A few weeks ago we did a blind tasting internally of our own 2016 Gewurztraminer against our competition. The high quality of our own wine against our competition was really a nice morale booster. I believe we have mastered Gewurztraminer winemaking like few have: our wine is aromatic and intense, but not monodirectional, it is not too dry but also not sweet – the balance and complexity of our Gewurztraminer is just incredible. And I don’t think we are the only one to notice that truth: Wine Spectator has rated our Gewurzt as the top Washington Gewurzt since 2009 with 90 points in 2015 and 90 points in 2013 (the 2016 is not rated yet) AND Wine Enthusiast magazine is often rating our Gewurztraminer 90 points and above.
I would attribute our success with this variety to three factors. First, as a winemaking team, we are in tune with northern Europeans aromatic white wines – those wines talk to us and we have the right sensibility to make those styles – we love the tension between intense aromatics and a hint of residual sugar for example. Second, we get our Gewurztraminer grapes from a cooler north facing Yakima Valley (in the Snipes Mountain AVA precisely) vineyard. The Ramos vineyard, as it is called, does not ripen too fast which allows for the full aromatic development of the Gewurztraminer bouquet. Third we do an overnight skin contact and shy away from correcting the high pH of Gewurztraminer which together tend to intensify the varietal aromas of this exuberant variety.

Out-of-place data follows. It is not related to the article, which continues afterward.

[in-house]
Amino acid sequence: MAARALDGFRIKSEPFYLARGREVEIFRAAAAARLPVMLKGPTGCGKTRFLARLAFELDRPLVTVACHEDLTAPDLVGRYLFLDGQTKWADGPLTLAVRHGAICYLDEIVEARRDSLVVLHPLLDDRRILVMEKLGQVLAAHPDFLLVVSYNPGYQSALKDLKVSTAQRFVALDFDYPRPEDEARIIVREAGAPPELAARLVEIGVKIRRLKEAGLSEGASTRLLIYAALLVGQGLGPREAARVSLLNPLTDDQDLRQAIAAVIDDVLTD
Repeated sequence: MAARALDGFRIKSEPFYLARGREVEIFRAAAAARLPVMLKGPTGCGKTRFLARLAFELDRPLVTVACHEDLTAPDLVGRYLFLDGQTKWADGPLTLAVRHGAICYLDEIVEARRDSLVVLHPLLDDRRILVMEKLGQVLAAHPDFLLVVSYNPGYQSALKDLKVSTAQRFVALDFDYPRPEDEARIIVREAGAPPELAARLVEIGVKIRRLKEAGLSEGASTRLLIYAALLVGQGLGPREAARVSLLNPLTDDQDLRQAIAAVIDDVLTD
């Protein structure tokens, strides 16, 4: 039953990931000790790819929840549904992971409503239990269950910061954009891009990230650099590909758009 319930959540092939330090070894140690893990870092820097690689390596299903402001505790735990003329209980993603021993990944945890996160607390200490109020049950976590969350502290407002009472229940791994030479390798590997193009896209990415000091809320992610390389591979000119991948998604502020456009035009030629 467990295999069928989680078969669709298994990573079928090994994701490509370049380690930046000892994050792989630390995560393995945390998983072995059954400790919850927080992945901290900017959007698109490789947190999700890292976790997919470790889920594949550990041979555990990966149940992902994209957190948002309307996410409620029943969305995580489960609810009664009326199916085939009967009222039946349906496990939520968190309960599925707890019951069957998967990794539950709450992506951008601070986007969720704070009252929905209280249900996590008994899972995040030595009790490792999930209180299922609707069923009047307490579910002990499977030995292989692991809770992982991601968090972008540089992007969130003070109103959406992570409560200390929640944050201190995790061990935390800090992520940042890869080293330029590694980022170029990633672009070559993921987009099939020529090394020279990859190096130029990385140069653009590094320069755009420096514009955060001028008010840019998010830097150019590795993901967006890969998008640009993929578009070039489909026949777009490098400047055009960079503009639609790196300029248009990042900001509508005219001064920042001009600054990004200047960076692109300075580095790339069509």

Gewurztraminer is one of the most aromatic and distinct wine grape variety in the world often displaying aromas of lychee, Turkish delight and tropical fruit. The grapes are a lovely pink color and the resulting wine always seems a little coppery in the glass. The combination of the exuberant aromatics and the slight coppery tinge makes Gewurztraminer very different from any other white wine. Gewurztraminer is an early ripener that needs some hang time to develop its full aromatic potential which often leads to late picking, itself leading to high alcohol levels and low acidities. Alsace is where most of the Gewurztraminer vines are planted and about one fifth of the region’s area is dedicated to the variety. It is made there in all sort of styles but is most commonly found as a dry style – lucky are the consumers finding Vendanges Tardives or Selection de Grains Noble sweet styles from Alsace. Outside Alsace the main region growing Gewurzt would be in California (about half the acreage found in Alsace) and apart from Alsace and California many regions throughout the world grow a small amount of it including Washington State.
Gewurztraminer is a treat with complex aromatic food and for that reason is often recommended with Indian cuisine and curries or for the Thanksgiving smorgasbord American dinner. While I like those combinations I also love Gewurztraminer with stinky French cheeses or with seafood tacos.
Give a try to Gewurztraminer. Our Ramos vineyard is barely off dry and will offer you an intense sensory experience as well as a delicious point of conversation with friends.